You can have Survivor and So You Think You Can Dance. For my money, Who Wants to Be a Superhero? (Thursday, 8 p.m., Sci Fi) represents the reality genre at its finest.
Stan Lee, the creative genius behind Marvel Comics, has chosen a group of would-be superheroes in nationwide auditions. They've all created alter egos that fit their personalities, complete with costumes and flashy names. They live together in a secret lair and engage in exciting contests that Lee has dreamed up for them.
Each week, Lee eliminates the superhero who's failed to demonstrate the requisite heroism. The winner of the competition receives a prize that (to them) is better than Survivor's $1 million. It's immortality, in the form of a comic book based on their character and written by Lee himself.
This season's contestants are a colorful bunch. A middle-aged homemaker who, in real life, spends all her time cleaning styles herself as Hygena, a maid-like superhero who battles dirt in all its forms. On the opposite end of the spectrum, leather-clad Basura draws her power from rubbish. Her endearing catchphrase: "Is this trash gonna have to take you out?"
Who Wants to Be a Superhero? ranks as this summer's guilty pleasure. (In case you were wondering, that'd be my alter ego: Guilty Man.)
Saturday, 6 pm (GSN)
This new series comes on like the game show to end all game shows. It pits winners from Jeopardy, Who Wants to Be a Millionaire and other series against one another in a fast-paced question-answering tournament. Who will emerge as the greatest game-show contestant in all the land?
GSN takes this very seriously, though viewers probably won't. The name-recognition factor is low (anybody remember Michelle Kitt from The Weakest Link?), and the questions aren't all that special. "How many ounces are currently in a standard 7-Eleven Big Gulp?" True, I don't know the answer, but do I really care?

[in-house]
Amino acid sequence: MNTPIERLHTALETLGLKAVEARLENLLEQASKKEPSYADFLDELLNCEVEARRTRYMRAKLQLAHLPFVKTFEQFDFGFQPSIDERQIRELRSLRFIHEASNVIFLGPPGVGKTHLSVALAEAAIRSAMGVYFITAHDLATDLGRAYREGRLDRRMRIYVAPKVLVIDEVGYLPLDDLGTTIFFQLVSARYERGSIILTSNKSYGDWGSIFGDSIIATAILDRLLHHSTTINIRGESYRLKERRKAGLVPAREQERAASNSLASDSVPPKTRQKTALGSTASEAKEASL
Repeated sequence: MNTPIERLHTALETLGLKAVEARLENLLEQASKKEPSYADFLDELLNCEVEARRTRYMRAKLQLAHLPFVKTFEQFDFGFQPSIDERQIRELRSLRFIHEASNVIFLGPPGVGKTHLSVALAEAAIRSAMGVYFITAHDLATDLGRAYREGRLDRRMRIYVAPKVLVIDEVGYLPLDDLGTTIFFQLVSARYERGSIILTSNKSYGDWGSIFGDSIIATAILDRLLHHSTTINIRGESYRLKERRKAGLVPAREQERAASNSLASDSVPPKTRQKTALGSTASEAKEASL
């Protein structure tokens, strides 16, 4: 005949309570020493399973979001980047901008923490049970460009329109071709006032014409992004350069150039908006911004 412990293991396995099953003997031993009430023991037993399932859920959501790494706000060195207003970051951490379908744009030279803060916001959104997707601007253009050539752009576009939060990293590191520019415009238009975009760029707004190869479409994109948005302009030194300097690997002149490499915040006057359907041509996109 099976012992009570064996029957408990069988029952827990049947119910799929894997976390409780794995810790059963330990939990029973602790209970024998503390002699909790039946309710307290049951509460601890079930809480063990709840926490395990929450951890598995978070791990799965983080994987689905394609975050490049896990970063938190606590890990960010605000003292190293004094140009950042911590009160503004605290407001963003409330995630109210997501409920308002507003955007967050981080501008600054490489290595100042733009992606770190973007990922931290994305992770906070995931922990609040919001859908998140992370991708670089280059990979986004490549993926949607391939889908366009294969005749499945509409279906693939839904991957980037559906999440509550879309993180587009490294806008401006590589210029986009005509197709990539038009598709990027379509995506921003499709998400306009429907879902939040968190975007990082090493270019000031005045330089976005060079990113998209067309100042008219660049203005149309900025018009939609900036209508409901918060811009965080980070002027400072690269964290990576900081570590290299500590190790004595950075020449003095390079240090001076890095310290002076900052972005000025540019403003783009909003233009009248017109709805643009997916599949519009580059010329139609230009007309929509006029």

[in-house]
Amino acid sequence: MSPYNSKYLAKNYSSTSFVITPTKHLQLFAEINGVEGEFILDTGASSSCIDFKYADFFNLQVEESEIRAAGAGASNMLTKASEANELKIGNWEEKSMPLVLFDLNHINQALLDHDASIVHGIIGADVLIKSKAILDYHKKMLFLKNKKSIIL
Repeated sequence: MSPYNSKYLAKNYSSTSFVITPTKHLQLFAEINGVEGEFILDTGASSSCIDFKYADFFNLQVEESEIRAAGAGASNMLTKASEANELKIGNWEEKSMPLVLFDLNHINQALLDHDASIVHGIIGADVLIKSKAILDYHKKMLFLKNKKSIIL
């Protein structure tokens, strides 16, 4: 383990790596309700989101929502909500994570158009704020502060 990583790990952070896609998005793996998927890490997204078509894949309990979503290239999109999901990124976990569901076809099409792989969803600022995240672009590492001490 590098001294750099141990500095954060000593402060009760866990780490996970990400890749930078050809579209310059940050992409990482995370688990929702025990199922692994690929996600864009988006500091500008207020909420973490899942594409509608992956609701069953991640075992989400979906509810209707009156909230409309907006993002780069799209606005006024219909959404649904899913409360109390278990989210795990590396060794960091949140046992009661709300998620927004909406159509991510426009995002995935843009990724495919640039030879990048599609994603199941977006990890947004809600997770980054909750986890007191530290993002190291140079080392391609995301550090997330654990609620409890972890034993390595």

The best reason to watch is the chance to see Dennis Miller's latest slide down the showbiz ladder. The smug comedian has become increasingly marginal since emerging as a right-wing Iraq War cheerleader. And as host of Grand Slam, he's accepted his most demeaning job yet. In a typical display of "wit," Miller describes a match between Jeopardy champion Ken Jennings and underdog Victor Lee as "David vs. Ken-liath."
Aside from the odd appearance on Fox News, this is surely the end of the line for Dennis Miller. Or, in his parlance: You can kiss your Den-ass goodbye.
Tuesday, 9 pm (FX)
If you thought Meryl Streep was a scary boss in The Devil Wears Prada, wait till you see Glenn Close in Damages. Close plays renowned litigator Patty Hewes, whose law firm wins its cases at all costs. And the costs tend to be high, as new lawyer Ellen Parsons (Rose Byrne) finds out. Patty doesn't just employ you, she owns you body and soul. Ellen is asked to sacrifice her family, her fiancé and maybe even her life as the firm ruthlessly pursues a class-action lawsuit against a corrupt CEO (Ted Danson).
The script does a great job of making Patty larger than life. Even when she's off camera, she's a constant source of conversation.
"With Patty Hewes, there's only Patty."
"Patty sees her destiny in grander terms than the rest of us."
"If you're a phony for one second, she'll skewer you."
When Patty finally makes her entrance, watch out. She's a fearsome presence, a warrior who wears business clothes like a suit of armor. Like Streep, Close is smart enough to underplay. Patty usually maintains a cool manner, a quiet tone. Her displeasure is most often communicated through an almost imperceptible downturn at the corner of her mouth. But then all hell breaks loose. "DID YOU KNOW ABOUT THIS?" she growls at a hapless underling.
At which point I involuntarily blurted, "No!"
Mind Control with Derren Brown
Thursday, 9 pm (Sci Fi)
Meet Derren Brown, a smooth British "mentalist" who can seemingly make strangers do anything he wants them to. Brown acknowledges that his powers aren't supernatural; instead, he manipulates people through suggestion and misdirection. Here's a guy who can walk into a New York City jewelry store and buy an expensive ring using only blank white paper. The cashier happily accepts the payment, and Brown walks right out the door.
Brown also has a knack for approaching people on the street and getting them so confused that they hand him their wallet, cell phone and keys. It's not until he disappears down the street that they figure out what happened.
Mind Control with Derren Brown is a fun, eccentric kind of entertainment. (I guess a more accurate word for it might be "crime.")